Review: Monster of the Deep: Final Fantasy XV


Dad, dad, do the perfect cast!

Final Fantasy XV is an institution. If someone on the development team hasn't named their kid Noctis yet I'd be surprised -- especially given that some have probably spent the better part of a decade on some form of it.

And given the sheer amount of spinoffs and side projects born out of it, others will likely be spending another decade keeping it on the map. Monster of the Deep: Final Fantasy XV is just a blip on the radar, but a very niche blip for a very certain kind of person.

Monster of the Deep: Final Fantasy XV (PS4 [reviewed with PlayStation VR])
Developer: Square Enix
Publisher: Square Enix
Released: November 21, 2017
MSRP: $29.99

If you've ever said to yourself "Boy, that fishing bit in XV was really fun, but you know what would make it better? If I could do it in first-person with a virtual reality headset and see Noctis close up like we were buddies!" -- Monster of the Deep is for you. I'm that special kind of person, and I surmise the vast majority of our planet is not, so keep that recommendation in mind!

Immediately after donning the headset, the loud sound of rushing water shook me a bit. It's moody, and massive load times aside, the atmosphere is well-done enough where it sells the concept of a feet-on-the-ground Eos simulator. After picking an avatar that apparently shops at the same designer outlets as Noctis (which allows for male and female options), a tiny little story kicks off, which I did not expect out of a fishing joint.

You're basically inserting yourself into the world of XV, trying to stop daemonfish as a hunter. Cindy even pops up and saves your hide at the start, and as you return to your homely little cabin bits and pieces of fanservice pop up. The charm is offset a bit by insane clipping and a sometimes off teleportation movement system. (I wish more games allowed the option for freeform movement if the user doesn't suffer from VR sickness.)

Fishing itself is pretty fun, in which the DualShock mimics the actions of a fishing pole. You'll pull back, cast, feel the tension by way of rumble, and reel in with the analog sticks. The game is broken up into hubs and story missions (involving new boss-like creatures to hunt), which sport several fishing locations. That's basically it -- you can take sidequests and unlock more lures and doodads for your pole but the vast majority of your time is going to be spent actually fishing.

Notice how I keep saying "hunt," though, yeah, there's some of that too. After capturing the requisite amount of small frys in an area you'll face off against the big fish. Before actually reeling that sucker in you'll need to blast it repeatedly with an explosive bow and arrow, which is just absurd enough to work. These boss battles break up the repetition, and are kind of freaky in their own way when isolated in VR.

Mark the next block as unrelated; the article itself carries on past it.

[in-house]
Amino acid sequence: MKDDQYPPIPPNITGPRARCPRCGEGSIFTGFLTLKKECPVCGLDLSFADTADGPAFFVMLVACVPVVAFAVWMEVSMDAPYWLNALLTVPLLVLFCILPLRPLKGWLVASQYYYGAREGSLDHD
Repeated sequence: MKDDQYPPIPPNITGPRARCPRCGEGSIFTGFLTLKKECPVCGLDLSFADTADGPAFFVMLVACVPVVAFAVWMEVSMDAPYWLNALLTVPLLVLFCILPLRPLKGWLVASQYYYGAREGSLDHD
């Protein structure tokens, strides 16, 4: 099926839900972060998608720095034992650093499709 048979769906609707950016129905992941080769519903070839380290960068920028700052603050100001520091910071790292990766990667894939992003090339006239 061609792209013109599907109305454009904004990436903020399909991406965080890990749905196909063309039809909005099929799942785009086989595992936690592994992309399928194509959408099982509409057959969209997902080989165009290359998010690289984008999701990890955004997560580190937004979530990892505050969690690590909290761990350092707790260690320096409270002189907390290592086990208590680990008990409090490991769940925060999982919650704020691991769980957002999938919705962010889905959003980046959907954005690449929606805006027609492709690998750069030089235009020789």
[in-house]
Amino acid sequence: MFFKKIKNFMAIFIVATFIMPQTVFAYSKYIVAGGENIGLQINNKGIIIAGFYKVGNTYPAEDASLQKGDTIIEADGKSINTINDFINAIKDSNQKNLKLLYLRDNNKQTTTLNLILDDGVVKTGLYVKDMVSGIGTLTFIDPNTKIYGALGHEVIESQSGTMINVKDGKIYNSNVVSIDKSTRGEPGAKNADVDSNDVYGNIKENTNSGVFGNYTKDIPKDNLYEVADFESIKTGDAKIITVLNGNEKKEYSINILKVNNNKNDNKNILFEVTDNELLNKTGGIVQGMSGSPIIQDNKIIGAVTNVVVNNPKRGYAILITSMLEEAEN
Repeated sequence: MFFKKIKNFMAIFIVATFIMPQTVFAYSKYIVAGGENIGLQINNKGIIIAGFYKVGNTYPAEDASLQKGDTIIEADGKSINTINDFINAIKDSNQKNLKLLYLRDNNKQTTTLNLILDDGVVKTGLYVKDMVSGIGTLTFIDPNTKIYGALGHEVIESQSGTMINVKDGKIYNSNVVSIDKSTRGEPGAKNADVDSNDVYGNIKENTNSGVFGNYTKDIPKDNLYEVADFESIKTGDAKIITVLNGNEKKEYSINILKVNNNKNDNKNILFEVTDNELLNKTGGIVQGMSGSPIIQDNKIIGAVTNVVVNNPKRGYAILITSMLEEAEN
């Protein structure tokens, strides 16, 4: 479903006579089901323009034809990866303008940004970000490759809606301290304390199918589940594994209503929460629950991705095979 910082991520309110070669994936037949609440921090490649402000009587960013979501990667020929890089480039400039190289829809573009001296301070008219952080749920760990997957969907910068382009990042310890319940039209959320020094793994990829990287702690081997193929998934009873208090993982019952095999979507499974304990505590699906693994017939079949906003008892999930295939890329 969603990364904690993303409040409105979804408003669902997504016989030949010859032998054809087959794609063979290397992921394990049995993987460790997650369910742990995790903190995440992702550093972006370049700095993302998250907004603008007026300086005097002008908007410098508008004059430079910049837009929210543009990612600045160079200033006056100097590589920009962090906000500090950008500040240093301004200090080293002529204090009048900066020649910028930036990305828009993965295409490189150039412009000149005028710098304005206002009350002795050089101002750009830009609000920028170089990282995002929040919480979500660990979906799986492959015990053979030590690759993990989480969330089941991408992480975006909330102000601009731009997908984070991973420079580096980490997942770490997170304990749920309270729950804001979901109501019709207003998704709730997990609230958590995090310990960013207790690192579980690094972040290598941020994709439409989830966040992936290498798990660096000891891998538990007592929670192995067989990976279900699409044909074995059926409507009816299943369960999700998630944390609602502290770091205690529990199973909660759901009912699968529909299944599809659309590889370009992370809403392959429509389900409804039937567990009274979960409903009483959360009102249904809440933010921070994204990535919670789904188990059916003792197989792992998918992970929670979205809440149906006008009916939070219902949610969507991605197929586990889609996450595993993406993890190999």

Occasionally you'll be joined by a cast member like Noctis (who joyfully reminds us that "none of [his] friends get the art of fishing," making you feel special), which is cute, but doesn't always play out as well as I'd like. This is mostly due to the fact that a lot of the dialogue is exceedingly inorganic, with Noctis saying things like "looks like you have a whopper on the line" when I just bagged the smallest fish so far. I also noticed a few glitches like hitched movement and temporarily getting stuck, but nothing major that required a restart or resulted in a crash.

Monster of the Deep: Final Fantasy XV is a chill-ass game that's meant to lure in a very specific type of player. Seeing random wildlife from Eos and interacting with the cast was fun, and I feel like the tension of seeing everything in first-person elevates the sometimes rote act of fishing. It's just silly enough to work for the select few that will meet all of the requirements to actually boot it up.

[This review is based on a retail build of the game provided by the publisher.]

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Monster of the Deep: Final Fantasy XV reviewed by Chris Carter



Solid and definitely has an audience. There could be some hard-to-ignore faults, but the experience is fun.
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Chris Carter
Chris CarterReviews Director, Co-EIC   gamer profile

Chris has been enjoying Destructoid avidly since 2008. He finally decided to take the next step, make an account, and start blogging in January of 2009. Now, he's staff! ------------------- T... more + disclosures



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    Filed under... #Final Fantasy #PlayStation VR #PS4 #reviews #Square Enix #Top Stories #Virtual Reality



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